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What's the Difference Between Mortgage and a Deed of Trust?

With banks tightening their lending rules after the rash of recent foreclosures, more and more people are turning to alternative lenders. Sometimes, these lenders can even be friends and family.


In cases where non-traditional lenders are used (not banks, in other words), using a deed of trust helps make sure the loan is repaid. A deed of trust functions much like a mortgage does, but with a few explicit and important differences. We’ll cover the whole process below.


What is a Deed of Trust?

A Deed of Trust is an agreement between a lender and a borrower to give the property to a neutral third party who will serve as a trustee until the borrower pays off the debt.


How Does a Deed of Trust Work?

During the period of repayment, the borrower keeps the actual or equitable title to the property and maintains full responsibility for the premises, unless expressly stated otherwise in the Deed of Trust. The trustee, however, holds the legal title to the property.

Mortgage vs. Deed of Trust: What are the SImilarities?

On an overall level, both documents function in the same way: that is, they secure repayment of the loan by placing a lien on a property. A lien gives rights to the lender that, unless the property is paid, the lender has a right to sell that property.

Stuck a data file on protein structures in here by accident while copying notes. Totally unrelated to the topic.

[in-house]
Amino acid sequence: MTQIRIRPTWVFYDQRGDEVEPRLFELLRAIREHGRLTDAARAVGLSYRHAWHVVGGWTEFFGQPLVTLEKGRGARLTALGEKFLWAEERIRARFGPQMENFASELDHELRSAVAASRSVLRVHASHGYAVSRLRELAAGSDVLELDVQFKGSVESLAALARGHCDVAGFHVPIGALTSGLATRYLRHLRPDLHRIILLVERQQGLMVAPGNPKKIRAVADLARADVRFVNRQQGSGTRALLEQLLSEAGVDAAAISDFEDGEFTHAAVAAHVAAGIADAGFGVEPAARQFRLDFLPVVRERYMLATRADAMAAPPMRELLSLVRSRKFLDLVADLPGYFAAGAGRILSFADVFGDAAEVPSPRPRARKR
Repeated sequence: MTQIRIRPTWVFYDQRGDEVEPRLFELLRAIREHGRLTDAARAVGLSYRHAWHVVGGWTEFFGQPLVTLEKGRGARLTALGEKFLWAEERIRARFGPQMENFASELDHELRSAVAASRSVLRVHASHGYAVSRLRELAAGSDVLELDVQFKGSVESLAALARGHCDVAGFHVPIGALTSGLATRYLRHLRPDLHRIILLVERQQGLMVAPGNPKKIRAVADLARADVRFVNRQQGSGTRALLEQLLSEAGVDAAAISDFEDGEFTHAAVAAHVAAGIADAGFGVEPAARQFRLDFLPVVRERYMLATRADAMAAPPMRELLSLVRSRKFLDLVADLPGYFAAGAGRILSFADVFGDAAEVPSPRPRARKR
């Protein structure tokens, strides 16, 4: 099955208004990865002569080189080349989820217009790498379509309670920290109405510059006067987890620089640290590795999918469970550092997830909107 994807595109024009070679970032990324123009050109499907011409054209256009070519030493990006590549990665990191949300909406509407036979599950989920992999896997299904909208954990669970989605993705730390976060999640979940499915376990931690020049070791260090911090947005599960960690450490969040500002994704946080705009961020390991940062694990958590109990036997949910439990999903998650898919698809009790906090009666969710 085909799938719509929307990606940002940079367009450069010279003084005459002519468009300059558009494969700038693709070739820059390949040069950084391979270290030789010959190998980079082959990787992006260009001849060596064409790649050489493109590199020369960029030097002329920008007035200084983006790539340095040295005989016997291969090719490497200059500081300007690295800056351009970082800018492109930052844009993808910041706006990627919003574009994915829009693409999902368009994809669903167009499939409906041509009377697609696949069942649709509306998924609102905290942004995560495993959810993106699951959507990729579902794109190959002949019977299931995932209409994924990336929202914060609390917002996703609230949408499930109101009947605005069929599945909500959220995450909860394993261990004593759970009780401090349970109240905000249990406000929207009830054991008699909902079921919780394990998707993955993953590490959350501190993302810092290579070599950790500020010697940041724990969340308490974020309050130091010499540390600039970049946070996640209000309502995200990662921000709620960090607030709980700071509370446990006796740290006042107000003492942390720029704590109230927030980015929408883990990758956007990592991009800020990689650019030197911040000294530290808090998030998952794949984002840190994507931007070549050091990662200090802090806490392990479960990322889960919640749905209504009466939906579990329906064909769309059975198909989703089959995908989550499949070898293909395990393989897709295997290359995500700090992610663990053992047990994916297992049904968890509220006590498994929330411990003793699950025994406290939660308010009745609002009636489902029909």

In other words, both documents are used to make sure the borrower pays back the loan. Both documents allow the person or entity to sell the property if the borrower cannot meet the terms of the loan.

Mortgage vs. Deed of Trust: What are the Differences?

There are two major difference between a mortgage and a deed of trust. The first is how many parties are involved. The second is what happens in the event that the borrower can’t pay.

Number of Parties Involved

A mortgage has just two parties: the borrower and the lender. A deed of trust, however, has an additional third party, called a "trustee" who holds onto the title of the home until the loan is repaid. If the loan isn’t repaid, the trustee -- often times an escrow company -- is responsible for starting the foreclosure process.

What happens when the borrower can’t pay

This is the major and important difference between a mortgage and a deed of trust. In a mortgage, if the borrower can’t pay, the foreclosure process and the selling of property must go through the courts. This is known as judicial foreclosure and the process involves the lender filing a lawsuit. This can be a costly process for both the borrower and the lender.


If a deed of trust is used, however, courts can be bypassed. This is known as non-judicial foreclosure and it’s almost always faster and less costly. How this process happens is based on both state laws and the terms and procedures laid out in the deed of trust.


If you think a deed of trust is right for you, first make sure your state allows them. Most states do and you can refer to the chart in “Which states allow deeds of trust?” to find out if they’re allowed where you live.